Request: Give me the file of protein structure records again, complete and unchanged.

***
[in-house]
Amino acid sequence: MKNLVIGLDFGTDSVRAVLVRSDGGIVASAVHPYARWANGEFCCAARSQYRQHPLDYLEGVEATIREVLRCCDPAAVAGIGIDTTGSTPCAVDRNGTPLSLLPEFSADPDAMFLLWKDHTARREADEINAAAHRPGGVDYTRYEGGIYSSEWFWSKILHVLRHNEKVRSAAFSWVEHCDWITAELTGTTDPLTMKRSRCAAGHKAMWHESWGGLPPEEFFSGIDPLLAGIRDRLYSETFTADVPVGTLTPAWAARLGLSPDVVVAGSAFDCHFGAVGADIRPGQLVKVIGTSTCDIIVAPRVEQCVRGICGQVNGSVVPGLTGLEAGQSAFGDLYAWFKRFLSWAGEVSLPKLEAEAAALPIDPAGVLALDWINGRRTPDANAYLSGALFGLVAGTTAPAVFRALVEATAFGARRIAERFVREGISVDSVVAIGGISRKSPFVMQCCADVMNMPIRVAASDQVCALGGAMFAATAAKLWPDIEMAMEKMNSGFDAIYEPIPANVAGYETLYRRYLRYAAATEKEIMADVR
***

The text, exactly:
[in-house]
Amino acid sequence: MKNLVIGLDFGTDSVRAVLVRSDGGIVASAVHPYARWANGEFCCAARSQYRQHPLDYLEGVEATIREVLRCCDPAAVAGIGIDTTGSTPCAVDRNGTPLSLLPEFSADPDAMFLLWKDHTARREADEINAAAHRPGGVDYTRYEGGIYSSEWFWSKILHVLRHNEKVRSAAFSWVEHCDWITAELTGTTDPLTMKRSRCAAGHKAMWHESWGGLPPEEFFSGIDPLLAGIRDRLYSETFTADVPVGTLTPAWAARLGLSPDVVVAGSAFDCHFGAVGADIRPGQLVKVIGTSTCDIIVAPRVEQCVRGICGQVNGSVVPGLTGLEAGQSAFGDLYAWFKRFLSWAGEVSLPKLEAEAAALPIDPAGVLALDWINGRRTPDANAYLSGALFGLVAGTTAPAVFRALVEATAFGARRIAERFVREGISVDSVVAIGGISRKSPFVMQCCADVMNMPIRVAASDQVCALGGAMFAATAAKLWPDIEMAMEKMNSGFDAIYEPIPANVAGYETLYRRYLRYAAATEKEIMADVR